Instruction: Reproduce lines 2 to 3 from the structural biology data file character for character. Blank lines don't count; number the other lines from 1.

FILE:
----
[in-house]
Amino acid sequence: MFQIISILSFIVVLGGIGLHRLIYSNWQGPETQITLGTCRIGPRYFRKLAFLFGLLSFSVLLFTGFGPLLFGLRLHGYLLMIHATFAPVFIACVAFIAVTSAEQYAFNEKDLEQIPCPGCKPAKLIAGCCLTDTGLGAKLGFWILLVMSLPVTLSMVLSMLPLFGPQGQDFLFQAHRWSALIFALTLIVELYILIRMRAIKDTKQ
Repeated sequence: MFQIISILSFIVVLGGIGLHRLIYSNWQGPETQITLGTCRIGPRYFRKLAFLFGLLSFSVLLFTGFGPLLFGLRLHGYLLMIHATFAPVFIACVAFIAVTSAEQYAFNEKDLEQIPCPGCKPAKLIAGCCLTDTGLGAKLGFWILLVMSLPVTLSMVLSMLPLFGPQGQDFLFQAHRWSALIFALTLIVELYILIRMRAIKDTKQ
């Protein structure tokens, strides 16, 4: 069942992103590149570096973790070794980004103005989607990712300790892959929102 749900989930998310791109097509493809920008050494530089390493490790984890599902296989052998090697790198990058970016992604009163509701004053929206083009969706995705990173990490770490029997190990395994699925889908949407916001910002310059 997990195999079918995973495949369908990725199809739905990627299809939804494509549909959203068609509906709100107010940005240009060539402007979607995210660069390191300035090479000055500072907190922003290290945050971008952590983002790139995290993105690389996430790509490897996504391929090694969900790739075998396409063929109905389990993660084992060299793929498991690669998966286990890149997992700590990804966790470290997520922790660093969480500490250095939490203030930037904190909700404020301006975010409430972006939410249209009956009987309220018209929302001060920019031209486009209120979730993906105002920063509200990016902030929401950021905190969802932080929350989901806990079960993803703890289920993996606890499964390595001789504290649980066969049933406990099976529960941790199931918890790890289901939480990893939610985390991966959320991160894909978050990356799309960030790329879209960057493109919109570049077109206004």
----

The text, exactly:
Amino acid sequence: MFQIISILSFIVVLGGIGLHRLIYSNWQGPETQITLGTCRIGPRYFRKLAFLFGLLSFSVLLFTGFGPLLFGLRLHGYLLMIHATFAPVFIACVAFIAVTSAEQYAFNEKDLEQIPCPGCKPAKLIAGCCLTDTGLGAKLGFWILLVMSLPVTLSMVLSMLPLFGPQGQDFLFQAHRWSALIFALTLIVELYILIRMRAIKDTKQ
Repeated sequence: MFQIISILSFIVVLGGIGLHRLIYSNWQGPETQITLGTCRIGPRYFRKLAFLFGLLSFSVLLFTGFGPLLFGLRLHGYLLMIHATFAPVFIACVAFIAVTSAEQYAFNEKDLEQIPCPGCKPAKLIAGCCLTDTGLGAKLGFWILLVMSLPVTLSMVLSMLPLFGPQGQDFLFQAHRWSALIFALTLIVELYILIRMRAIKDTKQ